Leica is an interesting company. The German firm has been deeply involved in the development of modern photography and is widely acknowledged as producing some of the finest cameras on the planet. Incredibly expensive, incredibly well-made and incredibly prestigious, Leica enjoys a truly dedicated cult following.
Indeed, Sydney’s very own master watchmaker Nicholas Hako (who’s also a film camera aficionado) has even dubbed Leica “the Patek Philippe of cameras” – likening the high-end cameras to the world’s most prestigious and valuable watch brand. It’s an apt comparison… But even Hacko would have been surprised to hear the news that Leica was entering the luxury watch game.
You read that right. Leica makes high-end mechanical watches now. Meet the Leica L1 and Leica L2: Germany’s newest luxury watches. Now, we can hear you already. Why would you buy a watch from a camera brand? Just cause they’re good at making cameras, doesn’t mean they’re good at making watches, right?
But these two timepieces are more than just a mere marketing gimmick. Featuring a distinct aesthetic and a boatload of unique features that bring some exciting new things to the table, Leica’s L1 and L2 might just be the most exciting new watch collection we’ve seen so far this year.
First of all, it’s worth pointing out these watches are made in Germany and boast bespoke in-house movements produced in collaboration with independent German watch brand Lehmann. This isn’t a case of Leica just slapping an off-the-shelf ETA 2824 movement into a nice case and asking big bucks for the privilege.
Indeed, the L1 and L2 movements have a feature that’s never been seen on watches before. Normally, you pull out a watch’s crown in order to wind it. With the L1 and L2, you push in the crown. The watches’ crowns feature a red button which you push to stop the movement and adjust the time – the idea being that it mimics the release button of a camera. The small window at 3 o’clock switches from red to white to indicate the button’s status.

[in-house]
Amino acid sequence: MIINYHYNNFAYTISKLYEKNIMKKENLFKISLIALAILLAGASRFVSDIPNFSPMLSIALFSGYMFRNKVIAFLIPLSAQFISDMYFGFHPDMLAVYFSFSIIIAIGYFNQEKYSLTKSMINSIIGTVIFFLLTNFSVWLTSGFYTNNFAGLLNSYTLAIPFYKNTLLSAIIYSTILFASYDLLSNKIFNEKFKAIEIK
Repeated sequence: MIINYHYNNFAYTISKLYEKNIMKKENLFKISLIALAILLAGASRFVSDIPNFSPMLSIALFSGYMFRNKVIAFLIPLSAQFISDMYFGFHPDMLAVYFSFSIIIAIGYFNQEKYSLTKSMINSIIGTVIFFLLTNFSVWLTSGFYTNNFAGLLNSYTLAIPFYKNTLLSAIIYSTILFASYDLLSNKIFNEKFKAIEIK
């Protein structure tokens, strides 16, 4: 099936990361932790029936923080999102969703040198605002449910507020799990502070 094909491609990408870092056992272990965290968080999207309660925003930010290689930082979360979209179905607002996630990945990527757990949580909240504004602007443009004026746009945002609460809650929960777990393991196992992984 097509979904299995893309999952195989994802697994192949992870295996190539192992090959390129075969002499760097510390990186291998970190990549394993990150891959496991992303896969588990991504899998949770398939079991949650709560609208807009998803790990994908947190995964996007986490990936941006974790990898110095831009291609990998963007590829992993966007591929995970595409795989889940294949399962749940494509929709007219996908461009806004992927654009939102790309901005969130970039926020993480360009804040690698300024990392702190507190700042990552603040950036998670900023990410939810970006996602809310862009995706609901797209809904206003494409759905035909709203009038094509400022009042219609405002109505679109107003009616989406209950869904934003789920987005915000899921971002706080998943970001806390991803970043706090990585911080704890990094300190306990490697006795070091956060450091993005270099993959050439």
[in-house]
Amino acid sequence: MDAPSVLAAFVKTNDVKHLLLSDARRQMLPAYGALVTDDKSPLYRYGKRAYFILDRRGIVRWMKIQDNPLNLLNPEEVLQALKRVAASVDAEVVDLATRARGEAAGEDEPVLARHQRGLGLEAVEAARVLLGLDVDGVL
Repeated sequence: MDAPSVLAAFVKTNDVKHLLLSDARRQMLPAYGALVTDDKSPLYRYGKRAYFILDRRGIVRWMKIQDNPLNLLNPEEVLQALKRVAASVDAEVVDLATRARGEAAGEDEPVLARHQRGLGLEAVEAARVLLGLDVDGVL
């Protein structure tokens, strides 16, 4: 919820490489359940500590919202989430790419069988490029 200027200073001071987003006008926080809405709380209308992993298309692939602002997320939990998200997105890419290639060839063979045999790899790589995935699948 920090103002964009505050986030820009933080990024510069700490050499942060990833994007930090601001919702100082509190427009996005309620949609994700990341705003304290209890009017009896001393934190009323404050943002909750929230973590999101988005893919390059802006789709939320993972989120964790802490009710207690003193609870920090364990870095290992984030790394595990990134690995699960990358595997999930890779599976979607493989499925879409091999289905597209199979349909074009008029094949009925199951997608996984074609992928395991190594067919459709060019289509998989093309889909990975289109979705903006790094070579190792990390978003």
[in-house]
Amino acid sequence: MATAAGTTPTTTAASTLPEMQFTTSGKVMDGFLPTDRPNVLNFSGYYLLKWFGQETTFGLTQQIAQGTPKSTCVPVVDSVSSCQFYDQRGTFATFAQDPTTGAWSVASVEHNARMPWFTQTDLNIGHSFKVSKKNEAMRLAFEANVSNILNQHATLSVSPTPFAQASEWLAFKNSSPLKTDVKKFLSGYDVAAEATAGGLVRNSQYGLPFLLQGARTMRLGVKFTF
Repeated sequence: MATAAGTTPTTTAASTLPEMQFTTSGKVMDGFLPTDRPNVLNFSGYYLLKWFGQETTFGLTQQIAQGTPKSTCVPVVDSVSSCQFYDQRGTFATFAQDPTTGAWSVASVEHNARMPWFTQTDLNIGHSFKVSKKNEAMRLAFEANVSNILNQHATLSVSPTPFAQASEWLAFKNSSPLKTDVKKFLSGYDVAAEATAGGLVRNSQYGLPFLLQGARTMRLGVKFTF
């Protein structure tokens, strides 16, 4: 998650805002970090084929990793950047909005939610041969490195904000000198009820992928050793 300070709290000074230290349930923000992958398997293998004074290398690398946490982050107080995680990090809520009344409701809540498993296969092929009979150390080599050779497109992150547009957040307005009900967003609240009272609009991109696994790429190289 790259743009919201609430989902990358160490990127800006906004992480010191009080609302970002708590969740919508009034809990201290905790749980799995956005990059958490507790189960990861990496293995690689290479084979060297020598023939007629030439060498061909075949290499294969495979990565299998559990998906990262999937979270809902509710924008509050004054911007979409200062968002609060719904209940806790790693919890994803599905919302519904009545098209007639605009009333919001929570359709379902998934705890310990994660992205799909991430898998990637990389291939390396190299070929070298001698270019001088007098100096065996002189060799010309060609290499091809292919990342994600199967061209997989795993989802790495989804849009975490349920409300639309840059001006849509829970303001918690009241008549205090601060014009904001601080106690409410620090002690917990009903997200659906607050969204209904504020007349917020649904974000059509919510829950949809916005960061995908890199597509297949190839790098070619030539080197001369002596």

This is a clever mechanical innovation that really sets these two watches apart whilst also perfectly reflecting Leica’s history, but the camera-related idiosyncrasies don’t stop there. Between 8 and 9 o’clock, there’s a power reserve indicator, which has two blades that slowly close, like a camera shutter. The crowns are knurled like a camera’s settings dials. The pusher, which is used to cycle through dates on the date window, is also evocative of a camera. Short of actually being able to take photos, the watch is about as close to a Leica camera as you can get.
The L2 model additionally features a GMT function with a compressor-style internal 12-hour bezel which can be adjusted using the crown at 4 o’clock and is supported by a day/night indicator, also at 4 o’clock. Both watches are 41mm in diameter and feature 50m of water resistance plus a 60-hour power reserve.
The L1 and L2’s beautiful hand-wound movements are visible through sapphire crystal casebacks and are truly a sight to behold. Flipping the watch over reveals how their straps feature red backings, continuing that signature Leica black and red color scheme.
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Leica’s cameras are often called pieces of art and we’ve gotta say, the Leica L1/L2 are also pieces of art. They pay homage to their photographic origins in a meaningful way without sacrificing functionality – quite the opposite, really. They strike a perfect balance.
The only tricky bit is the pricing: AU$15,500 for the L1 and AU$22,000 for the L2 (these are indicative prices ahead of the launch, but still). Those are some pretty punchy price points for what are effectively microbrand watches. Maybe Leica fans who are used to shelling out five figures can easily wrap their heads around doing the same for a watch?
For what it’s worth, we reckon the L1/L2 stand on their own merits and represent reasonable value for a high-end timepiece. They’re something different, and sometimes being as staid as Patek Philippe can be a bit tedious…
The Leica L1 and the Leica L2 are currently available at select Leica Stores worldwide, with availability in Australia set for later this year. Find out more at Leica’s webstore here.
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